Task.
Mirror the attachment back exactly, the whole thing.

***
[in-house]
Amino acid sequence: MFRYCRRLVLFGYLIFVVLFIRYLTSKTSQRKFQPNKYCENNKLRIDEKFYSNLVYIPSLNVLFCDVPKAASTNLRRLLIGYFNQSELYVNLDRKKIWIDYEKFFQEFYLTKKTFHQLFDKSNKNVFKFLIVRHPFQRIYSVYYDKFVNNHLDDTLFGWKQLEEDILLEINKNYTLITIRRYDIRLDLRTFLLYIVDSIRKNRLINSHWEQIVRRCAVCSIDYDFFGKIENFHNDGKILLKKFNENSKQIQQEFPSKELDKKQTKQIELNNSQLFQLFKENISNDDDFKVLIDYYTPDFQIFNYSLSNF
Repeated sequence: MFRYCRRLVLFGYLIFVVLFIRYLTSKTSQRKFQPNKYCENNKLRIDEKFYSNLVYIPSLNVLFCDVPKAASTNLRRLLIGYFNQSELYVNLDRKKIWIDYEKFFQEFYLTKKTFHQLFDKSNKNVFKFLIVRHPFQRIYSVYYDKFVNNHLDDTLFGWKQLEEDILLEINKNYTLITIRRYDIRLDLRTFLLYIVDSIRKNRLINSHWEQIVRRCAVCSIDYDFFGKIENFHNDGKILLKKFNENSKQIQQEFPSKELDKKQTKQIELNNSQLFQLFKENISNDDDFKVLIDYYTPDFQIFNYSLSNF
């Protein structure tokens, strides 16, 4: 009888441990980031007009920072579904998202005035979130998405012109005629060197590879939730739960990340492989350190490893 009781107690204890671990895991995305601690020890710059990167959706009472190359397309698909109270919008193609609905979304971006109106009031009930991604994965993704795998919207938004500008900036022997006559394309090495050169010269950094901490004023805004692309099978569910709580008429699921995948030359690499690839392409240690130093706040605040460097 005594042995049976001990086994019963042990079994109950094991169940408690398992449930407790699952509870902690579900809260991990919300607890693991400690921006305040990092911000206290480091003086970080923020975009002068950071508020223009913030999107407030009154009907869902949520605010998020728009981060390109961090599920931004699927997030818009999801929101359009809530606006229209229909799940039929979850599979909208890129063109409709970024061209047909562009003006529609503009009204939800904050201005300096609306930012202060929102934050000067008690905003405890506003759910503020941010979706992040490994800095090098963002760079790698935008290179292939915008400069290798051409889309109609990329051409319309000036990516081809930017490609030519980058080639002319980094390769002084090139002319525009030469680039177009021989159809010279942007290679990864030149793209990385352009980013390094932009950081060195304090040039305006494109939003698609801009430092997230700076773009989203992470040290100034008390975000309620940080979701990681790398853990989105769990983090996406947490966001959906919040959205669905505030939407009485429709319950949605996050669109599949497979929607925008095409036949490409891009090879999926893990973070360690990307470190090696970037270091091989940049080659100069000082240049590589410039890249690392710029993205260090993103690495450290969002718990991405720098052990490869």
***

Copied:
[in-house]
Amino acid sequence: MFRYCRRLVLFGYLIFVVLFIRYLTSKTSQRKFQPNKYCENNKLRIDEKFYSNLVYIPSLNVLFCDVPKAASTNLRRLLIGYFNQSELYVNLDRKKIWIDYEKFFQEFYLTKKTFHQLFDKSNKNVFKFLIVRHPFQRIYSVYYDKFVNNHLDDTLFGWKQLEEDILLEINKNYTLITIRRYDIRLDLRTFLLYIVDSIRKNRLINSHWEQIVRRCAVCSIDYDFFGKIENFHNDGKILLKKFNENSKQIQQEFPSKELDKKQTKQIELNNSQLFQLFKENISNDDDFKVLIDYYTPDFQIFNYSLSNF
Repeated sequence: MFRYCRRLVLFGYLIFVVLFIRYLTSKTSQRKFQPNKYCENNKLRIDEKFYSNLVYIPSLNVLFCDVPKAASTNLRRLLIGYFNQSELYVNLDRKKIWIDYEKFFQEFYLTKKTFHQLFDKSNKNVFKFLIVRHPFQRIYSVYYDKFVNNHLDDTLFGWKQLEEDILLEINKNYTLITIRRYDIRLDLRTFLLYIVDSIRKNRLINSHWEQIVRRCAVCSIDYDFFGKIENFHNDGKILLKKFNENSKQIQQEFPSKELDKKQTKQIELNNSQLFQLFKENISNDDDFKVLIDYYTPDFQIFNYSLSNF
């Protein structure tokens, strides 16, 4: 009888441990980031007009920072579904998202005035979130998405012109005629060197590879939730739960990340492989350190490893 009781107690204890671990895991995305601690020890710059990167959706009472190359397309698909109270919008193609609905979304971006109106009031009930991604994965993704795998919207938004500008900036022997006559394309090495050169010269950094901490004023805004692309099978569910709580008429699921995948030359690499690839392409240690130093706040605040460097 005594042995049976001990086994019963042990079994109950094991169940408690398992449930407790699952509870902690579900809260991990919300607890693991400690921006305040990092911000206290480091003086970080923020975009002068950071508020223009913030999107407030009154009907869902949520605010998020728009981060390109961090599920931004699927997030818009999801929101359009809530606006229209229909799940039929979850599979909208890129063109409709970024061209047909562009003006529609503009009204939800904050201005300096609306930012202060929102934050000067008690905003405890506003759910503020941010979706992040490994800095090098963002760079790698935008290179292939915008400069290798051409889309109609990329051409319309000036990516081809930017490609030519980058080639002319980094390769002084090139002319525009030469680039177009021989159809010279942007290679990864030149793209990385352009980013390094932009950081060195304090040039305006494109939003698609801009430092997230700076773009989203992470040290100034008390975000309620940080979701990681790398853990989105769990983090996406947490966001959906919040959205669905505030939407009485429709319950949605996050669109599949497979929607925008095409036949490409891009090879999926893990973070360690990307470190090696970037270091091989940049080659100069000082240049590589410039890249690392710029993205260090993103690495450290969002718990991405720098052990490869």